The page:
Extremely difficult problems arise out of the attempt by the legislative branch of the Federal government to detail how the right to organize shall be protected, and these problems go to the very heart of the whole field of employer-employee relations. These problems have their origin in the Act as written, in its interpretation, in its failure to deal with certain pertinent issues other than the ones dealt with, and in the whole history of the American labor movement. The sincere employer who desires to improve management-labor relations; the employer who prides himself on individualism and resents any agency or organization's hedging his activity no matter the social cost; the dual labor movement, which results in each major organization's demanding that the law operate to its own benefit; the lawyers and employers who refuse to understand the Act and insist that it should incorporate a multitude of other proposals dealing with labor relations--all these sources are reflected in the problems which exist or have arisen in conjunction with the unfair labor practices proscriptions.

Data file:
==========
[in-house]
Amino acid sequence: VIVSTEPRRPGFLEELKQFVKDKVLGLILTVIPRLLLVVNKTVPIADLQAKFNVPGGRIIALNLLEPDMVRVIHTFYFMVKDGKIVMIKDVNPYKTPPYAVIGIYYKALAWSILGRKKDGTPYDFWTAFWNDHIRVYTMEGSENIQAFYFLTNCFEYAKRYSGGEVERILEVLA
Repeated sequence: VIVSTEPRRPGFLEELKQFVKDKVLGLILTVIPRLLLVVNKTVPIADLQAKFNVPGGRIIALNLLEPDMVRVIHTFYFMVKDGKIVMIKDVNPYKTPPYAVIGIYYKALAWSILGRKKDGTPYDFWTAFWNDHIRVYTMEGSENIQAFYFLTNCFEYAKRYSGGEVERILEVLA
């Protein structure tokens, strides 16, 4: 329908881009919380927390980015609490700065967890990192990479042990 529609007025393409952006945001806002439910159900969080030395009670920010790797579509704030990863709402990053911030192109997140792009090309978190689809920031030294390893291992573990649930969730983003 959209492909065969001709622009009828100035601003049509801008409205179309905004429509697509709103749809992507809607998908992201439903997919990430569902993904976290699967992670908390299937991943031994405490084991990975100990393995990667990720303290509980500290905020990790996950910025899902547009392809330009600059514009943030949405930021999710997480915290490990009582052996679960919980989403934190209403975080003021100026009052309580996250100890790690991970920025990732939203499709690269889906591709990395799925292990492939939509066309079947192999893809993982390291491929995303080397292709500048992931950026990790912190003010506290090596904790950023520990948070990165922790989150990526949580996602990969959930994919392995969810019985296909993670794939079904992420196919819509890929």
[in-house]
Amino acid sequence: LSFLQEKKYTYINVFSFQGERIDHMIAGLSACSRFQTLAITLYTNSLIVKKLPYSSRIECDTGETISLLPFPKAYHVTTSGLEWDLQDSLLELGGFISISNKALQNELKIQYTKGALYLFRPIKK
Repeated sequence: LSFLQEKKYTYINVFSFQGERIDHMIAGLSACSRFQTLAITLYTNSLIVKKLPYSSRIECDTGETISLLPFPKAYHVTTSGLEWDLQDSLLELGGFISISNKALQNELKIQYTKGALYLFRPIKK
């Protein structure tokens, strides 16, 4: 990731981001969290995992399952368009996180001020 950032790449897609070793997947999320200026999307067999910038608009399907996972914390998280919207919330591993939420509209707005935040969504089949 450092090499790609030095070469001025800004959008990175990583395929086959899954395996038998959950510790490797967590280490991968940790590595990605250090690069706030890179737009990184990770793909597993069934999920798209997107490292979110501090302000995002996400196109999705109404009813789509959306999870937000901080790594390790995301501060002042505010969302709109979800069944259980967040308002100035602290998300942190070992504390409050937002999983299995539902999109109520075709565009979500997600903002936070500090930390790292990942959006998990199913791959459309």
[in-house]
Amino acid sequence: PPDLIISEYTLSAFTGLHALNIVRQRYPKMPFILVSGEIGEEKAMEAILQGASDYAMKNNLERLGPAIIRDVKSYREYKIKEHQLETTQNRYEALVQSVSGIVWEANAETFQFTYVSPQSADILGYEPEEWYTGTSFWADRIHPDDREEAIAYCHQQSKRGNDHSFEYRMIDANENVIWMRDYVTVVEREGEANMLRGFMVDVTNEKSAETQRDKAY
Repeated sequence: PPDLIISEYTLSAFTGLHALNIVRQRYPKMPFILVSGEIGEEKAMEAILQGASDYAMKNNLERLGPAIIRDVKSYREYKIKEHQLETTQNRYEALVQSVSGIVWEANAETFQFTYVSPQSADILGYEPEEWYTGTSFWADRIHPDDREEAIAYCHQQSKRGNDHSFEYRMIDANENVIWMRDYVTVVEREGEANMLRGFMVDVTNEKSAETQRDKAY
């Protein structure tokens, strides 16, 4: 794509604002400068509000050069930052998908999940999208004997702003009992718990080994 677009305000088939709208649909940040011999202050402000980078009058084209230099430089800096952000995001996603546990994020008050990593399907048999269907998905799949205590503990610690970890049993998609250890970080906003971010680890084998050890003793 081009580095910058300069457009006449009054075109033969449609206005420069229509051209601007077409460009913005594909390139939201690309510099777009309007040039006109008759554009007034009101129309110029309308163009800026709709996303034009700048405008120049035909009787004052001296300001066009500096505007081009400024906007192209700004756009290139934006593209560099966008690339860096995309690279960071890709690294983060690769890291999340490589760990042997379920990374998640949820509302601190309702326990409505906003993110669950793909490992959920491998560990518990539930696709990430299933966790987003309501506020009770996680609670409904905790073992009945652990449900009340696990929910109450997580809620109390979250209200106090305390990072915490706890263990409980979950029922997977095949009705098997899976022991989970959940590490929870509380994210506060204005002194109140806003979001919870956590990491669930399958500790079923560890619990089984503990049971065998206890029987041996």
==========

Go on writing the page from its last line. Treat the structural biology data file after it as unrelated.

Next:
Employer groups and employer associations have urged that the Act should be amended so as to prevent coercion not only from the employer but also from any source. What is meant is that employees and unions should not be permitted to exercise coercion in order to drive other workers into the union. Is this attitude a desire by the employer for "fairness," or is it an indirect method of fighting union membership?
It is fair to say that unions definitely do exert coercion against